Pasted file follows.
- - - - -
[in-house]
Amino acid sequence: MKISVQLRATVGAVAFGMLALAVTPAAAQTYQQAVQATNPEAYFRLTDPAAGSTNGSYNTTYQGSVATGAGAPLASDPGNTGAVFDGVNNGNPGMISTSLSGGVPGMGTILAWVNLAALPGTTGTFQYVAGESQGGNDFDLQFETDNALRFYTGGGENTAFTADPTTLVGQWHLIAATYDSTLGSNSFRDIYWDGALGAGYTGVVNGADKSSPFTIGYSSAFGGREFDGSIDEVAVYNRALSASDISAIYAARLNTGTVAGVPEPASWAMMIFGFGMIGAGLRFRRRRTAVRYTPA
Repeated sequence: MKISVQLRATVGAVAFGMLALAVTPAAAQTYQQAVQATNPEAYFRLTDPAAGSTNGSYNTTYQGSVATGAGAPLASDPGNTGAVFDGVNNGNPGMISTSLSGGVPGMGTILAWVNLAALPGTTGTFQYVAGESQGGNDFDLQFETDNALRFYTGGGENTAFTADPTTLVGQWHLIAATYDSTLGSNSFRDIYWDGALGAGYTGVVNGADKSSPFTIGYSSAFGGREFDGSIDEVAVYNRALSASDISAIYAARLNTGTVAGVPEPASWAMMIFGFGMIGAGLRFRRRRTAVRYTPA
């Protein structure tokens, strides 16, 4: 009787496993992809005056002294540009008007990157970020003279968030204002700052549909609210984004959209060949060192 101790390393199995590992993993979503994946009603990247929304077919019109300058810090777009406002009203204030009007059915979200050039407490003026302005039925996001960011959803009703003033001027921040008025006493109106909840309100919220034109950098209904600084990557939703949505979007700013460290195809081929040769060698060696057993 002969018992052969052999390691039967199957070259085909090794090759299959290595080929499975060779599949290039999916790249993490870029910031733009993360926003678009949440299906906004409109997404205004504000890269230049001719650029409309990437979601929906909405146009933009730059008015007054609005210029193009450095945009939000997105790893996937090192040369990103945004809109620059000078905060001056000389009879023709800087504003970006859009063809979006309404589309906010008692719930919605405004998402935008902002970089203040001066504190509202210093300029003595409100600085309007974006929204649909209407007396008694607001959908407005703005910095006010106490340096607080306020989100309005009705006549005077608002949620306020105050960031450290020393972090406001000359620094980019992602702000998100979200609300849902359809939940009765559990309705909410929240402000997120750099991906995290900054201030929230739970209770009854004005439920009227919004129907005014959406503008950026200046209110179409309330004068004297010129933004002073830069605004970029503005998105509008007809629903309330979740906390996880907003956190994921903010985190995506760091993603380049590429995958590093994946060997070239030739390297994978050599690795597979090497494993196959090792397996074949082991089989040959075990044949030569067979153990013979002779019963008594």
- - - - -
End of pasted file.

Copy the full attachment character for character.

[in-house]
Amino acid sequence: MKISVQLRATVGAVAFGMLALAVTPAAAQTYQQAVQATNPEAYFRLTDPAAGSTNGSYNTTYQGSVATGAGAPLASDPGNTGAVFDGVNNGNPGMISTSLSGGVPGMGTILAWVNLAALPGTTGTFQYVAGESQGGNDFDLQFETDNALRFYTGGGENTAFTADPTTLVGQWHLIAATYDSTLGSNSFRDIYWDGALGAGYTGVVNGADKSSPFTIGYSSAFGGREFDGSIDEVAVYNRALSASDISAIYAARLNTGTVAGVPEPASWAMMIFGFGMIGAGLRFRRRRTAVRYTPA
Repeated sequence: MKISVQLRATVGAVAFGMLALAVTPAAAQTYQQAVQATNPEAYFRLTDPAAGSTNGSYNTTYQGSVATGAGAPLASDPGNTGAVFDGVNNGNPGMISTSLSGGVPGMGTILAWVNLAALPGTTGTFQYVAGESQGGNDFDLQFETDNALRFYTGGGENTAFTADPTTLVGQWHLIAATYDSTLGSNSFRDIYWDGALGAGYTGVVNGADKSSPFTIGYSSAFGGREFDGSIDEVAVYNRALSASDISAIYAARLNTGTVAGVPEPASWAMMIFGFGMIGAGLRFRRRRTAVRYTPA
């Protein structure tokens, strides 16, 4: 009787496993992809005056002294540009008007990157970020003279968030204002700052549909609210984004959209060949060192 101790390393199995590992993993979503994946009603990247929304077919019109300058810090777009406002009203204030009007059915979200050039407490003026302005039925996001960011959803009703003033001027921040008025006493109106909840309100919220034109950098209904600084990557939703949505979007700013460290195809081929040769060698060696057993 002969018992052969052999390691039967199957070259085909090794090759299959290595080929499975060779599949290039999916790249993490870029910031733009993360926003678009949440299906906004409109997404205004504000890269230049001719650029409309990437979601929906909405146009933009730059008015007054609005210029193009450095945009939000997105790893996937090192040369990103945004809109620059000078905060001056000389009879023709800087504003970006859009063809979006309404589309906010008692719930919605405004998402935008902002970089203040001066504190509202210093300029003595409100600085309007974006929204649909209407007396008694607001959908407005703005910095006010106490340096607080306020989100309005009705006549005077608002949620306020105050960031450290020393972090406001000359620094980019992602702000998100979200609300849902359809939940009765559990309705909410929240402000997120750099991906995290900054201030929230739970209770009854004005439920009227919004129907005014959406503008950026200046209110179409309330004068004297010129933004002073830069605004970029503005998105509008007809629903309330979740906390996880907003956190994921903010985190995506760091993603380049590429995958590093994946060997070239030739390297994978050599690795597979090497494993196959090792397996074949082991089989040959075990044949030569067979153990013979002779019963008594």